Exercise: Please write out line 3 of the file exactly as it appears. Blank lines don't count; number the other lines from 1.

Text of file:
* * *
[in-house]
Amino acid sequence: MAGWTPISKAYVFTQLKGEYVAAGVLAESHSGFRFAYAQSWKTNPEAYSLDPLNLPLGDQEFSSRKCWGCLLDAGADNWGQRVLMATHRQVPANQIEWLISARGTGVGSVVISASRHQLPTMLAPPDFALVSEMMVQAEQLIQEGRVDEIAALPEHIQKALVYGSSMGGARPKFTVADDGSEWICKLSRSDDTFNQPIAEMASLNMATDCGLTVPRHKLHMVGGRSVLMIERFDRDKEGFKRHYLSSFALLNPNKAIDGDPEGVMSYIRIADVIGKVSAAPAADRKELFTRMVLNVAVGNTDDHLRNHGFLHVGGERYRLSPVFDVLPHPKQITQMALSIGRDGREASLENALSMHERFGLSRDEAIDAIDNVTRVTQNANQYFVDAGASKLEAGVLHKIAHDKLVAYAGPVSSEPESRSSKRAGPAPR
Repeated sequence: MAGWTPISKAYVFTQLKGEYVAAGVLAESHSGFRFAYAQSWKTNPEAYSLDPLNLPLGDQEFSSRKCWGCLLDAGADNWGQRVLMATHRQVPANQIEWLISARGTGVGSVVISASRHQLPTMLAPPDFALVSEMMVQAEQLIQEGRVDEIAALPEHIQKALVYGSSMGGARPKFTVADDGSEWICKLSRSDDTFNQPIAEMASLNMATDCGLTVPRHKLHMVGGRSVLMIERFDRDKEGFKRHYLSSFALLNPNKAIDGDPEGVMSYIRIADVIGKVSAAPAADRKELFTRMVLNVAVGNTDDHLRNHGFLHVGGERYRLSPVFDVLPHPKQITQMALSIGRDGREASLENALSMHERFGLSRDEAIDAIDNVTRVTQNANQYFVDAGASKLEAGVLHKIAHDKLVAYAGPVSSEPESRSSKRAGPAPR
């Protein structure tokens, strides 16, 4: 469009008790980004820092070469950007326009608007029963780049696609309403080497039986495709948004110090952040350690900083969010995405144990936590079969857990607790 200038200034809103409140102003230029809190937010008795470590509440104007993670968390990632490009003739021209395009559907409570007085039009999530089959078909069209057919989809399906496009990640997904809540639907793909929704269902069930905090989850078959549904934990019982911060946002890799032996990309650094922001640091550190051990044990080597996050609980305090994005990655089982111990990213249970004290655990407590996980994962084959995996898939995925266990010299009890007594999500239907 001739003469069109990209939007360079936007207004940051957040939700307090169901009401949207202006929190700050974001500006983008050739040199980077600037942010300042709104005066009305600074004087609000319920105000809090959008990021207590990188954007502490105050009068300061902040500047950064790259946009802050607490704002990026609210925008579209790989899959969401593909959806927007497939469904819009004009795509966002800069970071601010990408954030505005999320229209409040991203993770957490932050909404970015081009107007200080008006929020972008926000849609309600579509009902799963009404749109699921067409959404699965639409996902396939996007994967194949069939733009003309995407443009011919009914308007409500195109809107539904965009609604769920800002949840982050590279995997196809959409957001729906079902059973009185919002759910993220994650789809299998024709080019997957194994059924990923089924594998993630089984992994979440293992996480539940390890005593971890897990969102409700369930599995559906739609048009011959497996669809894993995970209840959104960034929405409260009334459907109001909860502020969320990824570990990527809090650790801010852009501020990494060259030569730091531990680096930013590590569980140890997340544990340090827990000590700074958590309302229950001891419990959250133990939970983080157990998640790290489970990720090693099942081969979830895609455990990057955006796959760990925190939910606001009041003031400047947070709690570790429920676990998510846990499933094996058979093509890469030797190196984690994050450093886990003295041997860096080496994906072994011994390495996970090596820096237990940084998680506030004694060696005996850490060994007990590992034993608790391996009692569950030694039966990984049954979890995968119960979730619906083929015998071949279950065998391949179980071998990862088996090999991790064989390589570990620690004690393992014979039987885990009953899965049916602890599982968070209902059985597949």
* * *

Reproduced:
Repeated sequence: MAGWTPISKAYVFTQLKGEYVAAGVLAESHSGFRFAYAQSWKTNPEAYSLDPLNLPLGDQEFSSRKCWGCLLDAGADNWGQRVLMATHRQVPANQIEWLISARGTGVGSVVISASRHQLPTMLAPPDFALVSEMMVQAEQLIQEGRVDEIAALPEHIQKALVYGSSMGGARPKFTVADDGSEWICKLSRSDDTFNQPIAEMASLNMATDCGLTVPRHKLHMVGGRSVLMIERFDRDKEGFKRHYLSSFALLNPNKAIDGDPEGVMSYIRIADVIGKVSAAPAADRKELFTRMVLNVAVGNTDDHLRNHGFLHVGGERYRLSPVFDVLPHPKQITQMALSIGRDGREASLENALSMHERFGLSRDEAIDAIDNVTRVTQNANQYFVDAGASKLEAGVLHKIAHDKLVAYAGPVSSEPESRSSKRAGPAPR